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Dec. 5, 2018 / 3:43 PM GMT

By Michael E. Diamond, member of the Everytown for Gun Safety Veterans Advisory Council

As America’s 41st president is laid to rest, it is important to remember what he stood for.

George H.W. Bush — a man who lived his life in service to the ideals of duty, honor and country — will be remembered for taking many stands over his long career. But one of the more important stands he took was in opposition to the National Rifle Association.

As a fellow veteran, there is much about President Bush that I admire. Despite growing up with wealth and privilege, he enlisted in the Navy on his 18th birthday. He flew 58 combat missions in World War II, earning the Distinguished Flying Cross and (very narrowly) escaping death when his plane was shot down.

When later his political advisors pushed him to talk about his service during that time, he frequently refused — much to their aggravation. His stubborn humility might have vexed his staff but makes him all the more admirable in today’s era of presidential self-congratulation.

This man who sometimes seemed constitutionally incapable of talking about himself and who was raised to avoid public displays of emotion chose to reject the NRA in the most public manner.

And yet, this man who sometimes seemed constitutionally incapable of talking about himself and who was raised to avoid public displays of emotion chose to reject the NRA in the most public manner.

Bush, an avid hunter, had been a lifetime member of the NRA. Like many of his generation, the NRA to him was an organization dedicated to the promotion of hunting and firearm training. But during his political rise, that version of the NRA fundamentally changed, and Bush was wise enough to see it.

Just days before the deadly Oklahoma City bombing, where a domestic terrorist targeted federal agents and killed 168 people, the NRA sent out a fundraising letter in which NRA CEO Wayne LaPierre referred to federal agents as “armed terrorists dressed in Ninja black … jack-booted thugs armed to the teeth who break down doors, open fire with automatic weapons and kill law-abiding citizens.”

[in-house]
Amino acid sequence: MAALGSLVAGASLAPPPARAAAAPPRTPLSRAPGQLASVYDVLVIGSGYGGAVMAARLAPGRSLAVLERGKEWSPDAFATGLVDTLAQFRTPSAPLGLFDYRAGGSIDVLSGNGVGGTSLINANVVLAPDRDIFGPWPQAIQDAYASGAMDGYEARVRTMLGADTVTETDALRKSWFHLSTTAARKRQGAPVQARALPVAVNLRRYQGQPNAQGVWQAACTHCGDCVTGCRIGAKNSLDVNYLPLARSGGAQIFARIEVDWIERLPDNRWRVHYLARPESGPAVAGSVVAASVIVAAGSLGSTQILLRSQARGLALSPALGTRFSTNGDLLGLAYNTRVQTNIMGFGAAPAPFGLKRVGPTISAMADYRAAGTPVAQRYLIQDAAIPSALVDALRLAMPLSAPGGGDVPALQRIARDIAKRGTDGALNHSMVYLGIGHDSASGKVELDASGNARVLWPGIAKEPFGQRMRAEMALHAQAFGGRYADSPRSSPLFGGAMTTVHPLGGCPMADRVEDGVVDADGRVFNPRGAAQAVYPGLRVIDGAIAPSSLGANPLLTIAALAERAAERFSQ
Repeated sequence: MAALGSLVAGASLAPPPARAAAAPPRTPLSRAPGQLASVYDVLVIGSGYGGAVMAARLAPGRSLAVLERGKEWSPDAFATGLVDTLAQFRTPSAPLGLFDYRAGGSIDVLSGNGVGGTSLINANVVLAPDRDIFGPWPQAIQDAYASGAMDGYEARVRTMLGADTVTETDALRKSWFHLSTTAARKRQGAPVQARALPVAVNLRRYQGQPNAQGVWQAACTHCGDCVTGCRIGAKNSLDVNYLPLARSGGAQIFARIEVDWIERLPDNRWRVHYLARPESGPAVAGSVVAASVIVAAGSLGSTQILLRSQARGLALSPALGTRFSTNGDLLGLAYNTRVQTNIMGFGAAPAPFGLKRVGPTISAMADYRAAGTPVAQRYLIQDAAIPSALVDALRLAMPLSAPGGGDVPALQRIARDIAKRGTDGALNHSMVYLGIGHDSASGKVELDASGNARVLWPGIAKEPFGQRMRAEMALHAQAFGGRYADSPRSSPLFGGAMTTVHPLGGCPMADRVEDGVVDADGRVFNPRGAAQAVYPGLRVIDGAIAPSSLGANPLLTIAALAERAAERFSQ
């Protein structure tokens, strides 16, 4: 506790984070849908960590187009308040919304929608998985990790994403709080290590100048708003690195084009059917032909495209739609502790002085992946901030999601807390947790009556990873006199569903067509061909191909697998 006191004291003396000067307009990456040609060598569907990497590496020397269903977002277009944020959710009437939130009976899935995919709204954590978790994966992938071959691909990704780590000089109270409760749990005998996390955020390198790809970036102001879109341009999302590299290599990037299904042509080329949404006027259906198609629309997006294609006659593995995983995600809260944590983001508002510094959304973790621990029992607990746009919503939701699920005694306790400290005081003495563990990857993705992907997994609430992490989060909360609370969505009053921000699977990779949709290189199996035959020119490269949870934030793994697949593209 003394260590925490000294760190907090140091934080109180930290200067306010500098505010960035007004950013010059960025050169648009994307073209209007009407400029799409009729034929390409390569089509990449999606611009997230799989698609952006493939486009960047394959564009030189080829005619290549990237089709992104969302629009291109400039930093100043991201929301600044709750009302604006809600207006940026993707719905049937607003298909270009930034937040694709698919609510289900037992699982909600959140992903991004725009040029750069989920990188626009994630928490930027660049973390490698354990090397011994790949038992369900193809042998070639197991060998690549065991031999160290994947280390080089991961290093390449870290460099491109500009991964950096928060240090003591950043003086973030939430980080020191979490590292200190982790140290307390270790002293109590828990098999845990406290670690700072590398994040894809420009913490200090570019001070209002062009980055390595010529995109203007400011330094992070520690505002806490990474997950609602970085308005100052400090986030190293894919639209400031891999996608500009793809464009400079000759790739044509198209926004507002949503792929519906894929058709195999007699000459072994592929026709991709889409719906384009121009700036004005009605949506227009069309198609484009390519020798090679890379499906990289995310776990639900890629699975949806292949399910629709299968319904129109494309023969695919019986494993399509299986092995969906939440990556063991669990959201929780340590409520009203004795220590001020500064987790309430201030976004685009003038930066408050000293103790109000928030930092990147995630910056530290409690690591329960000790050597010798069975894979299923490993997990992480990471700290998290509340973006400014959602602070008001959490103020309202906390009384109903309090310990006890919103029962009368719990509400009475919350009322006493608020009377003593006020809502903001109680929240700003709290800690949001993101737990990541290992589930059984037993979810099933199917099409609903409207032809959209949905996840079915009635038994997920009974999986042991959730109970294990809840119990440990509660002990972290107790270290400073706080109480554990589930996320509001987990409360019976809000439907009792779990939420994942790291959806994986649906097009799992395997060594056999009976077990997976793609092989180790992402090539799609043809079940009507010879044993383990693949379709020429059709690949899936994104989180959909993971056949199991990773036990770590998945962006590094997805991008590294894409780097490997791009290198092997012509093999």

The “jack-booted thugs” imagery has long been associated with Nazi storm troopers. The letter showed just how far the NRA was sliding into lunatic conspiracy territory, but the organization’s refusal to recant LaPierre’s words in the wake of the bombing six days later seemed to be the last straw for Bush. He reacted by publicly resigning his membership.

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His letter to the organization stated that “your broadside against Federal agents deeply offends my own sense of decency and honor; and it offends my concept of service to country. It indirectly slanders a wide array of government law enforcement officials, who are out there, day and night, laying their lives on the line for all of us.”

Bush was of an era where it was important to recognize who the good guys were and who the bad guys were. Comparing U.S. law enforcement to Nazis while advocating for irresponsible gun policy would have been tough for a guy like Bush to swallow. So he didn’t.

That awareness of good and evil also led Bush to stand in opposition to the regime in Moscow, which at the time restricted peoples’ access to free markets, free press and individual liberties. And while not much has changed in terms of Moscow’s hostility to those ideals, one thing absolutely has changed: Vladimir Putin’s Russia loves America’s NRA.

This is not at all surprising when you look at the past few decades. The NRA is clearly determined to march toward the fringe. How else could the NRA could be so easily played for chumps by a 29-year-old Russian billing herself as a “gun rights activist.” Perhaps Wayne LaPierre, Dana Loesch and company think it’s easier to be nimble if they’re unencumbered by inquiry.

Public support for universal background checks is 96 percent, so naturally the NRA is siding with the remaining 4 percent, because that’s what organizations that cater to the fringe do.

It’s not particularly difficult to guess what Bush must have thought about all of this. I’m sure he was disappointed that he couldn’t rip up his NRA membership card multiple times.

My own military service encompassed Desert Storm, a war that had the unmistakable imprint of the Bush patriarch: prudent strategy, broad international cooperation, rigorous planning and precise execution. And while the word “prudent” was the key word in Dana Carvey’s excellent Bush impersonations, it also describes how the military approaches the use of guns.

Today’s NRA is anything but prudent. Public support for universal background checks is 96 percent, so naturally the NRA is siding with the remaining 4 percent, because that’s what organizations that cater to the fringe do.

A lifetime commitment to “duty, honor, country” might seem lofty, but Bush’s life story shows how they can actually serve as a compass for daily decisions and public priorities. The phrase “protecting women from domestic abusers through strengthened background checks” might seem distant and theoretical in the public sphere, but in homes and communities across America it is real and urgent.

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